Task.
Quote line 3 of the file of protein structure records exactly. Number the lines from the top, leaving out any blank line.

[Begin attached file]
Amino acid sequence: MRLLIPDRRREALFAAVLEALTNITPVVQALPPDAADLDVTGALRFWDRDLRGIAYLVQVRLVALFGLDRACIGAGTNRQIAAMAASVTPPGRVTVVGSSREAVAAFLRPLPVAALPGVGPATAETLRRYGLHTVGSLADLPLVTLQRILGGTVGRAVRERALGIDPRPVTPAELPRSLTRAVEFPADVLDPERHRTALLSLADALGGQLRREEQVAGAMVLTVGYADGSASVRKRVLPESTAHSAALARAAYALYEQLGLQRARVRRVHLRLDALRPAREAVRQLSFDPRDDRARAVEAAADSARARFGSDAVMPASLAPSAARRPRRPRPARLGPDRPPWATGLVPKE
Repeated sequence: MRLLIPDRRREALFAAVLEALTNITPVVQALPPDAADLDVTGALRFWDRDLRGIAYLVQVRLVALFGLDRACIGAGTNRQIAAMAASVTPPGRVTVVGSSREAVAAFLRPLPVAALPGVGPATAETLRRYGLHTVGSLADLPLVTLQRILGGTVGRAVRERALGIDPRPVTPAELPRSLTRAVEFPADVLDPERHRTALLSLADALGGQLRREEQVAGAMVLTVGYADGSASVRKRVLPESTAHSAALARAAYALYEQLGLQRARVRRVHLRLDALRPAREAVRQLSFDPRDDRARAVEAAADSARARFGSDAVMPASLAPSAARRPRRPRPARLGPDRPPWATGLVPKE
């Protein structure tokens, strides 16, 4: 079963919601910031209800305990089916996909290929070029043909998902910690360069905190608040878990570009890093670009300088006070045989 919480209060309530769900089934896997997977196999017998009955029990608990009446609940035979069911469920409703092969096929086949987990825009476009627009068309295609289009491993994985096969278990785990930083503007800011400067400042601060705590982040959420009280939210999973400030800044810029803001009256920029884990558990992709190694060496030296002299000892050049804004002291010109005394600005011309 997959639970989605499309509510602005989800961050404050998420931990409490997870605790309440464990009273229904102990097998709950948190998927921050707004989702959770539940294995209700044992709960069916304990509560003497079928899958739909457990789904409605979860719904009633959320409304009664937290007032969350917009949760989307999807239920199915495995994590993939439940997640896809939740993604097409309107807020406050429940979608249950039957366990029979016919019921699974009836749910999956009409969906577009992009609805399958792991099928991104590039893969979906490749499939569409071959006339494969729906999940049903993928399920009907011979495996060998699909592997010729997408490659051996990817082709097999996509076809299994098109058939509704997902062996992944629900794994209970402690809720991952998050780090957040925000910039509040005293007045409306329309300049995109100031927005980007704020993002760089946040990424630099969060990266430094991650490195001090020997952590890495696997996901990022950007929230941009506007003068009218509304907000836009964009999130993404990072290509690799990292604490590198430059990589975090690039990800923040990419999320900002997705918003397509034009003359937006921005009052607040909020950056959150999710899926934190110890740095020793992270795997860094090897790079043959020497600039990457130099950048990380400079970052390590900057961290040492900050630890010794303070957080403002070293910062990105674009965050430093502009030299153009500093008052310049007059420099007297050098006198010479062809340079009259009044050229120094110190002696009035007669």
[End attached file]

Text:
């Protein structure tokens, strides 16, 4: 079963919601910031209800305990089916996909290929070029043909998902910690360069905190608040878990570009890093670009300088006070045989 919480209060309530769900089934896997997977196999017998009955029990608990009446609940035979069911469920409703092969096929086949987990825009476009627009068309295609289009491993994985096969278990785990930083503007800011400067400042601060705590982040959420009280939210999973400030800044810029803001009256920029884990558990992709190694060496030296002299000892050049804004002291010109005394600005011309 997959639970989605499309509510602005989800961050404050998420931990409490997870605790309440464990009273229904102990097998709950948190998927921050707004989702959770539940294995209700044992709960069916304990509560003497079928899958739909457990789904409605979860719904009633959320409304009664937290007032969350917009949760989307999807239920199915495995994590993939439940997640896809939740993604097409309107807020406050429940979608249950039957366990029979016919019921699974009836749910999956009409969906577009992009609805399958792991099928991104590039893969979906490749499939569409071959006339494969729906999940049903993928399920009907011979495996060998699909592997010729997408490659051996990817082709097999996509076809299994098109058939509704997902062996992944629900794994209970402690809720991952998050780090957040925000910039509040005293007045409306329309300049995109100031927005980007704020993002760089946040990424630099969060990266430094991650490195001090020997952590890495696997996901990022950007929230941009506007003068009218509304907000836009964009999130993404990072290509690799990292604490590198430059990589975090690039990800923040990419999320900002997705918003397509034009003359937006921005009052607040909020950056959150999710899926934190110890740095020793992270795997860094090897790079043959020497600039990457130099950048990380400079970052390590900057961290040492900050630890010794303070957080403002070293910062990105674009965050430093502009030299153009500093008052310049007059420099007297050098006198010479062809340079009259009044050229120094110190002696009035007669």